Free & Easy’s Updated Ivy Issue


The latest issue of Japanese magazine Free & Easy is called “The Updated Ivy” issue and features scads of pages of every imaginable wacky twist on trad classics. In fact, one passage explicitly states that Tokyo Ivy is a lot “crazier” than New York Ivy.

What do they mean by crazy? Well for starters there’s a ton of paneled pieces in the magazine: shirts, sweaters, and sportcoats:


This one is tweed but in oxfordish colors. Very clever:


The cover story attempts to trace the history of Ivy (starting at midcentury, not earlier) and how it became “rugged Ivy,” according to my translator.

Of course, “rugged Ivy” is a Japanese construct, rather like the English with their concept of Ivy that includes French New Wave films, modern architecture, jazz, Zippo lighters, scooters, and other generic totems of midcentury Americana.

But one has to admire both countries for importing the basic concept and then making it their own. After all, that’s what America did with the Ivy League Look, since most of the ingredients are English but made and worn in an American way.

The opening spread in the magazine (after the inside front cover) is a for the MFIT’s “Ivy Style” exhibit, which is being brought over by the Isetan department store and opens later this month. Our man in Tokyo W. David Marx says he should be able to attend opening festivities and file a report.


Later there’s a big story:


I liked this page, with the rep background, bobblehead-like figures, and puzzling language:


Finally, the magazine came over for two photo shoots last month. For the first, I was included in a big loafers piece that features a bunch of guys and their shoes. I like the fact that I’m guy #007, though my pose was actually inspired by AEV:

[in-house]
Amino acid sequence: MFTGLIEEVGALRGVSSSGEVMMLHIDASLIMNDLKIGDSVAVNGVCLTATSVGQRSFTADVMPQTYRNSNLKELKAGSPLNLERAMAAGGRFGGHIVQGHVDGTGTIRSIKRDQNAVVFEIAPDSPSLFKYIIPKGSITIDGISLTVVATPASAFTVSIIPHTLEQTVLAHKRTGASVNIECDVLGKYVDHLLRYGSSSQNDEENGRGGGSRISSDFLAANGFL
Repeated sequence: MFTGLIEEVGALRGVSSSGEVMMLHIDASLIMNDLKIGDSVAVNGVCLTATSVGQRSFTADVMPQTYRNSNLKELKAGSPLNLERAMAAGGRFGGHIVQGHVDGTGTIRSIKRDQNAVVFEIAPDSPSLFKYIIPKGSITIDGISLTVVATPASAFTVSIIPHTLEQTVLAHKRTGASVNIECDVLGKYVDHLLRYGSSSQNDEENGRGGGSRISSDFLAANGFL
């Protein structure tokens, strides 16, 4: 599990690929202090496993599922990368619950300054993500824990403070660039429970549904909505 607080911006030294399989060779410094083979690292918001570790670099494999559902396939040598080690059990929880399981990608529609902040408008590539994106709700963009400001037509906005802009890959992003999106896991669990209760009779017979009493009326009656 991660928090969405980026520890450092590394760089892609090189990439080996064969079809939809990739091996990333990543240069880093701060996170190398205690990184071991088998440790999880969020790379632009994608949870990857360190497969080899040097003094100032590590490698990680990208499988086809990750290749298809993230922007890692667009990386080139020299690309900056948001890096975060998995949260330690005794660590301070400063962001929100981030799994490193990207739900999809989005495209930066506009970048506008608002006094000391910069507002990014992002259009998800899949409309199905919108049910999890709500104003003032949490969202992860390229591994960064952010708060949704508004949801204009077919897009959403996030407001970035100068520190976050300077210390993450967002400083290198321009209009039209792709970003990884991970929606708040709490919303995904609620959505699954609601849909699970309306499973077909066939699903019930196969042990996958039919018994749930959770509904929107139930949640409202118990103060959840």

The second shoot was a lot more fun as I got to help create it. That’s my clothes and stuff, shot in my living room. The ties (it’s an ad for a tie company) were Photoshopped in later. — CC

still life2

28 Comments on "Free & Easy’s Updated Ivy Issue"

  1. I will say that those bobbleheads are cool. Christian, can you point me in the right direction?

  2. It’s interesting how much the Japanese have appreciated American Trad. Arguably, they’re bigger enthusiasts than the US currently is.

    I wouldn’t wear the patchwork items myself, but their appropriation and interpretation will ensure the global survival of our style. That’s pretty cool.

  3. Harry Palmer | October 14, 2013 at 4:18 am |

    Christian, please can you learn the difference between British and English, our Celtic cousins have been known, understandably, to be a bit touchy about such things!

  4. English Ivy (LOL) is English, right? Or are there Ivy enthusiasts in Wales, Scotland and/or Ulster?

  5. Battersea Boy | October 14, 2013 at 11:07 am |

    Classic & Traditional American style is popular all over the world.
    Not just Japan, Great Britain & Ireland also Continental Europe and Australasia too.

  6. I’d also like info on those bobbleheads. And that patchwork tweed jacket would be fresh if it was linen. Those look more like summer colors to me.

  7. No info on the non-bobbling bobbleheads. I did ask the girlfriend to look for stuff like that from VAN Jac when she was last in Tokyo, but she couldn’t find any. I’m sure it’s there somewhere.

  8. The last picture is fantastic!!!

  9. @OCBD
    These folks can custom make whomever, dressed as whatever you want.

  10. Harry Palmer | October 15, 2013 at 2:19 am |

    Taliesin, I’m pointing out that Christian, not for the fisrt time, states that “since most of the ingredients are English”. As much as I’d like to claim the essential Ivy ingredients for my country, it simply isn’t true. It’s like calling an American a Canadian.

  11. @Harry Palmer

    If we Americans choose to use the word “English” to mean “British”, it’s
    simply an example of lexical variation between your English and ours. American English is our native language, and it’s really not up to others to tell us how to use it.

    Apart from that, the fact remains that blazers, regimental stripe neckties, oxford cloth, grey flannel trousers, are in fact English. Tweeds may be the only item that you might argue are British, rather than English. But, in fact, we borrowed them from the attire of English country gentleman, not from the Scots.

  12. Sorry.
    That should have been “gentlemen”, rather than “gentleman”, of course.